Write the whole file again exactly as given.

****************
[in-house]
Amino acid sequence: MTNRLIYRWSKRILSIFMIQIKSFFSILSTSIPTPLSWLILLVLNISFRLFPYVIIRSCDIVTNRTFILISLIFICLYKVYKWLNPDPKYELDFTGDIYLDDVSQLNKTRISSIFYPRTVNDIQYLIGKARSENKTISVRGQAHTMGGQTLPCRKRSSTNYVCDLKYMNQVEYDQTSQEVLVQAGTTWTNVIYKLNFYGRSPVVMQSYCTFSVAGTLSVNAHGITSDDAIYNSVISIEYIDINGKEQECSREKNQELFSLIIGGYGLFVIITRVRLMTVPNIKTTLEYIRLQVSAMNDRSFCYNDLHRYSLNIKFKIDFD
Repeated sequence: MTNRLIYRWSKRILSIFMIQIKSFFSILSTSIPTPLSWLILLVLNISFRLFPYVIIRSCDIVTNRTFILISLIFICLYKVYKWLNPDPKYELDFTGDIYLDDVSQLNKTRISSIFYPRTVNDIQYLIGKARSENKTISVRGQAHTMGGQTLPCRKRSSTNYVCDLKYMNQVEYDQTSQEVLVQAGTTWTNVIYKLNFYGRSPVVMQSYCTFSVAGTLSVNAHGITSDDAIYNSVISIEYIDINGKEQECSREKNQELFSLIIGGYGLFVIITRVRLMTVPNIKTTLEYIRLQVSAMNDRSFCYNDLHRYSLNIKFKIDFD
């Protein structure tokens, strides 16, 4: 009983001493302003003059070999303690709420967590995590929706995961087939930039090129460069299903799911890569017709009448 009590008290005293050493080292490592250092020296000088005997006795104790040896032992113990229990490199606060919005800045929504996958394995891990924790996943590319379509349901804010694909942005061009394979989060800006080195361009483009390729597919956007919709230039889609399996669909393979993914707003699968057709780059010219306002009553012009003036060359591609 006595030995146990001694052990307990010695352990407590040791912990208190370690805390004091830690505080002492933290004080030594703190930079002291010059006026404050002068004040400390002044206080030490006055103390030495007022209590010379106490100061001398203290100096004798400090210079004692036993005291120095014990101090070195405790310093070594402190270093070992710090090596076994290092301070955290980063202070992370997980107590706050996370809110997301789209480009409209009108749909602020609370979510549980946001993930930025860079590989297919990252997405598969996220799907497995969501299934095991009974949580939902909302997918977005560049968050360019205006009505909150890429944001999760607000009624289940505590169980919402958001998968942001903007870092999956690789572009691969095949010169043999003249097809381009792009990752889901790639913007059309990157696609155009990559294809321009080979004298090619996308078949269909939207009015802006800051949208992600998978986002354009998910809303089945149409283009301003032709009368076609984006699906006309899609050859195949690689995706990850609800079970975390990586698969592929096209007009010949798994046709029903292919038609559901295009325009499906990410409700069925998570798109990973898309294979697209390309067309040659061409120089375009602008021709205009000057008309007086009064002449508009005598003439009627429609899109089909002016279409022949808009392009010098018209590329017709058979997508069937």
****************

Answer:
[in-house]
Amino acid sequence: MTNRLIYRWSKRILSIFMIQIKSFFSILSTSIPTPLSWLILLVLNISFRLFPYVIIRSCDIVTNRTFILISLIFICLYKVYKWLNPDPKYELDFTGDIYLDDVSQLNKTRISSIFYPRTVNDIQYLIGKARSENKTISVRGQAHTMGGQTLPCRKRSSTNYVCDLKYMNQVEYDQTSQEVLVQAGTTWTNVIYKLNFYGRSPVVMQSYCTFSVAGTLSVNAHGITSDDAIYNSVISIEYIDINGKEQECSREKNQELFSLIIGGYGLFVIITRVRLMTVPNIKTTLEYIRLQVSAMNDRSFCYNDLHRYSLNIKFKIDFD
Repeated sequence: MTNRLIYRWSKRILSIFMIQIKSFFSILSTSIPTPLSWLILLVLNISFRLFPYVIIRSCDIVTNRTFILISLIFICLYKVYKWLNPDPKYELDFTGDIYLDDVSQLNKTRISSIFYPRTVNDIQYLIGKARSENKTISVRGQAHTMGGQTLPCRKRSSTNYVCDLKYMNQVEYDQTSQEVLVQAGTTWTNVIYKLNFYGRSPVVMQSYCTFSVAGTLSVNAHGITSDDAIYNSVISIEYIDINGKEQECSREKNQELFSLIIGGYGLFVIITRVRLMTVPNIKTTLEYIRLQVSAMNDRSFCYNDLHRYSLNIKFKIDFD
């Protein structure tokens, strides 16, 4: 009983001493302003003059070999303690709420967590995590929706995961087939930039090129460069299903799911890569017709009448 009590008290005293050493080292490592250092020296000088005997006795104790040896032992113990229990490199606060919005800045929504996958394995891990924790996943590319379509349901804010694909942005061009394979989060800006080195361009483009390729597919956007919709230039889609399996669909393979993914707003699968057709780059010219306002009553012009003036060359591609 006595030995146990001694052990307990010695352990407590040791912990208190370690805390004091830690505080002492933290004080030594703190930079002291010059006026404050002068004040400390002044206080030490006055103390030495007022209590010379106490100061001398203290100096004798400090210079004692036993005291120095014990101090070195405790310093070594402190270093070992710090090596076994290092301070955290980063202070992370997980107590706050996370809110997301789209480009409209009108749909602020609370979510549980946001993930930025860079590989297919990252997405598969996220799907497995969501299934095991009974949580939902909302997918977005560049968050360019205006009505909150890429944001999760607000009624289940505590169980919402958001998968942001903007870092999956690789572009691969095949010169043999003249097809381009792009990752889901790639913007059309990157696609155009990559294809321009080979004298090619996308078949269909939207009015802006800051949208992600998978986002354009998910809303089945149409283009301003032709009368076609984006699906006309899609050859195949690689995706990850609800079970975390990586698969592929096209007009010949798994046709029903292919038609559901295009325009499906990410409700069925998570798109990973898309294979697209390309067309040659061409120089375009602008021709205009000057008309007086009064002449508009005598003439009627429609899109089909002016279409022949808009392009010098018209590329017709058979997508069937």